In this post, we’ll learn about which muscles are part of our core, why it’s important to have a strong core and some of the best core exercises for runners.
Why is Core Strength Important for Running
We use our core for everyday activities without even thinking about it. Whenever we bend, twist, sit down, stand up or move; we use our core.
You can also think of your core as the trunk of a tree as it connects your upper and lower body. And the strength of the core determines how well your arms and legs move.
Generally, a weak core is associated with lower back pain and bad posture. But for runners, a weak core can cause a lot of trouble.
For example, poor pelvic stabilization often causes knee problems. Weak hip muscles cause hips to dip too low while running. Since a weak core can’t handle the landing shock while running, some runners develop neck and back pain. Other muscles have to compensate for the weak core muscles. This causes the runner to run with a bad running technique. As a result, she will be less energy efficient and more likely to get injured.
I don’t mean to scare you, but to give you the idea about the importance of a strong core. If you have been active, the chances are your core is going to be strong enough (at least for the type of activities you’ve been performing). Since we know that running is quite a demanding activity, you should make sure that you have a strong core.
Now, it’s unfortunate that most people (including runners) pay attention to only abdominal muscles (six-pack abs) – ignoring the rest of the core. It’s important to understand that your core is made up of several muscle groups, which are:
- Abdominal muscles
- Oblique muscles
- Lower back muscles
- Pelvic muscles, and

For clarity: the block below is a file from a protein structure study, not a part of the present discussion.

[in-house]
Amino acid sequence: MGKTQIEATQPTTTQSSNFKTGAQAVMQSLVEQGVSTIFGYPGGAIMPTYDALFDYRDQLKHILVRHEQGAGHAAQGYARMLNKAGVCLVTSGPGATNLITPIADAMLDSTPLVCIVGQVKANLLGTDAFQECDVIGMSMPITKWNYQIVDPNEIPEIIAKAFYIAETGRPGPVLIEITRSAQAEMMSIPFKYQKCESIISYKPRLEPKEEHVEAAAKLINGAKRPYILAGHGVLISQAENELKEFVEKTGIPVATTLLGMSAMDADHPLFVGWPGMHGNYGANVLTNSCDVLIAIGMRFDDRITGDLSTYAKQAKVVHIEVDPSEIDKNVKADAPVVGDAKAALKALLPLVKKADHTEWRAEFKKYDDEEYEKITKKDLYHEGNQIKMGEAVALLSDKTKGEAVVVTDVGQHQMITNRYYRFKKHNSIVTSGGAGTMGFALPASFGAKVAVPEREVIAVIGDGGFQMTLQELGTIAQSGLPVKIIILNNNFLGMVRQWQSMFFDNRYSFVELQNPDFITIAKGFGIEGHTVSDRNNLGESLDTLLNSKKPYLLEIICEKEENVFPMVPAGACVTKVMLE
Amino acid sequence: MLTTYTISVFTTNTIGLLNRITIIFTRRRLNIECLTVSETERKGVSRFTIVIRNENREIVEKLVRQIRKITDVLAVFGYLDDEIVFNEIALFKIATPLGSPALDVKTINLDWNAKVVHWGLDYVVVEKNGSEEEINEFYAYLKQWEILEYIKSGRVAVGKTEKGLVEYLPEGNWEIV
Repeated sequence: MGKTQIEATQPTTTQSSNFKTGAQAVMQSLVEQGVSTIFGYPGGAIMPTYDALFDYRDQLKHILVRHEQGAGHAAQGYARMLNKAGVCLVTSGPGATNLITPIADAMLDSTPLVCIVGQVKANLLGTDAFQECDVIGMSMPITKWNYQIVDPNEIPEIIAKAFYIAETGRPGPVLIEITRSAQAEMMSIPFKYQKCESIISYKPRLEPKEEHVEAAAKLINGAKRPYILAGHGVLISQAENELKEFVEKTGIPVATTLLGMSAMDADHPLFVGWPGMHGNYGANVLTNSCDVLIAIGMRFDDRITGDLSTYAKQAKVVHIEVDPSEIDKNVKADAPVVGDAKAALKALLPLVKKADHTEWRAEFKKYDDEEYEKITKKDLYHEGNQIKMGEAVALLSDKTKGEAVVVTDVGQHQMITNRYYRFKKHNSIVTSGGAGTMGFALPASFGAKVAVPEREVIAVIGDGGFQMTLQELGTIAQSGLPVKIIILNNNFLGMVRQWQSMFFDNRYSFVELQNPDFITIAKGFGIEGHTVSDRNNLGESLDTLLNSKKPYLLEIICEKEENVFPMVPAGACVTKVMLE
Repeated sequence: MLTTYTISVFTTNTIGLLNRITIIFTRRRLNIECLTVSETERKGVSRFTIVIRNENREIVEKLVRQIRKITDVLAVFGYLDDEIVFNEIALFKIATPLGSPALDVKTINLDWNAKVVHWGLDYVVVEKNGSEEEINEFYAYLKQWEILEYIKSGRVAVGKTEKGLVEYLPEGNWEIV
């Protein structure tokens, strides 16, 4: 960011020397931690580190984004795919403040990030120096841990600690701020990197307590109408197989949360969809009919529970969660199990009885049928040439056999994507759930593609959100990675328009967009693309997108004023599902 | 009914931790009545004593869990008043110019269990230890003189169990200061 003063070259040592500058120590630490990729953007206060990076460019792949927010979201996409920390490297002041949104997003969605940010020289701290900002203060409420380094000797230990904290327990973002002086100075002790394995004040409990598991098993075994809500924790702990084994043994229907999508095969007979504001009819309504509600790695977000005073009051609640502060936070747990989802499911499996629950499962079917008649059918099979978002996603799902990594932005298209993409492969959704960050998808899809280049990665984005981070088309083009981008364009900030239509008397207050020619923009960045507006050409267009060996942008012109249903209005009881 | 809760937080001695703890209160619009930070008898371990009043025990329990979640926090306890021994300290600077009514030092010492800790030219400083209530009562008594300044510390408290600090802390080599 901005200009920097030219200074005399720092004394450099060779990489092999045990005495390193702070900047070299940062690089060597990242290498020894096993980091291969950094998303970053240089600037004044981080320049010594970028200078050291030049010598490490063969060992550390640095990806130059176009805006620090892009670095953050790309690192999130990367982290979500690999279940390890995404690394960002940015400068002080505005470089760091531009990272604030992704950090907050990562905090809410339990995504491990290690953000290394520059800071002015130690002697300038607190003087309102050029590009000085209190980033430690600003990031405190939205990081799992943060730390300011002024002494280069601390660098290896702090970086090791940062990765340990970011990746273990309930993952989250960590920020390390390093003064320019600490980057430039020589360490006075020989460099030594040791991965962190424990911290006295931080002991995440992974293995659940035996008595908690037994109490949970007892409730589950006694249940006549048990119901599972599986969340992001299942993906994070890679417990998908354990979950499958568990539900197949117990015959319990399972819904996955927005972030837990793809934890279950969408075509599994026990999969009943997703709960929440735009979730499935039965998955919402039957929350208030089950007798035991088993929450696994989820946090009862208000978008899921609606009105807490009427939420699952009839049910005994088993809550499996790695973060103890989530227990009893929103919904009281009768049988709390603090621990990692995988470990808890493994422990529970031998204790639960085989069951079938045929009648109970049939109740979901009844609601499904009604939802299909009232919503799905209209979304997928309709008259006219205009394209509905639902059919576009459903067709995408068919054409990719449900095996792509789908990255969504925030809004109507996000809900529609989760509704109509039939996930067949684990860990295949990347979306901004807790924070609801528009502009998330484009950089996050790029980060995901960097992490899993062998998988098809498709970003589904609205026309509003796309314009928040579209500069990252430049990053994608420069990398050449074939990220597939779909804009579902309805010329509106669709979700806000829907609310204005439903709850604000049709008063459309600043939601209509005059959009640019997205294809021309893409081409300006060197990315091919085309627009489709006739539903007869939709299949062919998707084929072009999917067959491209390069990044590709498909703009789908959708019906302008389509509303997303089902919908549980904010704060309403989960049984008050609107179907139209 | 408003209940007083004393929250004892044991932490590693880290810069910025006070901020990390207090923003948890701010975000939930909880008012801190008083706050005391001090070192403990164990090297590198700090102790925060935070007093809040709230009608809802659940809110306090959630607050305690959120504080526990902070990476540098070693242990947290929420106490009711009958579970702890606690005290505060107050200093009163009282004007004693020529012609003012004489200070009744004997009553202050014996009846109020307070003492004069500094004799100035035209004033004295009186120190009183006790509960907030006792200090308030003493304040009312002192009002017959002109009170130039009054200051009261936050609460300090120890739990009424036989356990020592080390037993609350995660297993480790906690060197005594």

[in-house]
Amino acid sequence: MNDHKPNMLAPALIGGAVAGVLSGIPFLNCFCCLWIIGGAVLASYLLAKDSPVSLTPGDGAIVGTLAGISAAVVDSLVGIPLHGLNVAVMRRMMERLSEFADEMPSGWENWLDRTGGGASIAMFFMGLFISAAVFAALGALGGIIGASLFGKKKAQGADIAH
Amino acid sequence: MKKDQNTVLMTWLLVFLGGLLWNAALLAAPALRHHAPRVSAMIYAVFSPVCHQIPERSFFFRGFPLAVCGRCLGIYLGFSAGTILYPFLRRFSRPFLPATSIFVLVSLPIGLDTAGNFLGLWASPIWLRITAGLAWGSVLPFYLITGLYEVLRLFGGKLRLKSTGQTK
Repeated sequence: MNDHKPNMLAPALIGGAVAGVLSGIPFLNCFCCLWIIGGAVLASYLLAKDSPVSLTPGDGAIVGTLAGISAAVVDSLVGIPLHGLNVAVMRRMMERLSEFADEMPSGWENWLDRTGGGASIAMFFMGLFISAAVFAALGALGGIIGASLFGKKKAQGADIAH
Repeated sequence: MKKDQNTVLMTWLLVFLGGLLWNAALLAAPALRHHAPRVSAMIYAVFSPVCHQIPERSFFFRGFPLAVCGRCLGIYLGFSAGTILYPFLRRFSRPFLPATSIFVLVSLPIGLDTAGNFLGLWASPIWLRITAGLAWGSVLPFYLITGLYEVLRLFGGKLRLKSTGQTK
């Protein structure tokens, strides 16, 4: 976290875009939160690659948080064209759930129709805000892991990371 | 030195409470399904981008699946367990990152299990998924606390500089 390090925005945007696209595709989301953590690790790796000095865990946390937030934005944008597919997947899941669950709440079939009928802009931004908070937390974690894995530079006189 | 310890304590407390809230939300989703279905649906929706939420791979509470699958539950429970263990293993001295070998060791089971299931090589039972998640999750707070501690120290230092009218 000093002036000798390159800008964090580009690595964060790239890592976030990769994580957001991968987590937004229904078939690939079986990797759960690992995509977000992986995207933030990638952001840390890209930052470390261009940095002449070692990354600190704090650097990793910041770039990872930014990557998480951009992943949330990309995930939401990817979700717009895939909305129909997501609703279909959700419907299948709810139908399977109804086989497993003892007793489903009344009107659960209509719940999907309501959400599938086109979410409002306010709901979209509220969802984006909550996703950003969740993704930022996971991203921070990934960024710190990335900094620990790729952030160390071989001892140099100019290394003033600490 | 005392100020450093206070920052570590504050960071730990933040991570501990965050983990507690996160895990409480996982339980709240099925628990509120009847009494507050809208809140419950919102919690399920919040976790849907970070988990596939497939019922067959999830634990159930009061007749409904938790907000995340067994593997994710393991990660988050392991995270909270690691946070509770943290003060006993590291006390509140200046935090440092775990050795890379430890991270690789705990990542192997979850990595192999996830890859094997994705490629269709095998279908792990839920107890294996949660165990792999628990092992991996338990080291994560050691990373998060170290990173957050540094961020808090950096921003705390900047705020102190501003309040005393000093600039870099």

All these muscles work together to stabilize your body when you run or perform any activity. Working only on abdominal muscles can create muscular imbalance, which, of course, isn’t what we want.
Now, the good news is – strengthening your core isn’t hard. As I mentioned earlier, if you keep running or doing other types of training (e.g. strength training), your core strength will improve. Additionally, you can perform some core-specific exercises into your routine. And the best part is, these exercises are easy to incorporate into your training as they can be done without any special equipment.
In the next section, we’ll look at some popular core exercises that help runners. But first, consider the following:
- If you have back pain or any other problem, you should seek help from a medical professional first as there are many reasons that can be the cause. A medical professional will assess your problem and recommend specific exercises that will address your problem.
- Start with the basic exercises first, don’t attempt hard ones only because they look cool.
- Focus on the correct technique. Performing these exercises with correct form is more important than the number of reps or duration. For example, if you can’t hold a plank for one minute, start with twenty seconds. Slowly increase the duration when a 20-second plank feels easy. You don’t have to torture yourself every single time as it makes the workout unenjoyable. It’s not very motivating, is it?
- Try to breathe normally throughout the exercises. This is a bit hard but it’ll get easier with practice.
How Much Time Should You Spend on Core Exercises?
Most runners run a lot and sometimes they barely have time for performing any additional work. The good thing is, you don’t have to spend a lot of time on core exercises to get the benefits.
Performing core work 2-3 times each week is sufficient.
You can either perform a core routine separately or include a couple of core exercises into your strength routine. Personally, I like the latter approach as it saves time, but you can experiment and find out what works for you.
Best Core Exercises for Runners
Here are some popular core exercises that are simple yet effective. I have also listed harder variations for some exercises that you can do after getting comfortable with the first variation. For example, when you can easily perform a plank for one minute, try Plank With Single-Leg Raises.
You get more challenge in the same amount of time. And it also gives you variety which keeps things interesting.
1. Elbow Plank
Begin with the push-up position. Rest on your forearms and toes. Engage your abdominal muscles and hold this position for 20-60 seconds. Make sure you keep your body in a straight line during the whole exercise, it shouldn’t sag down or arch up. Also, keep your neck neutral.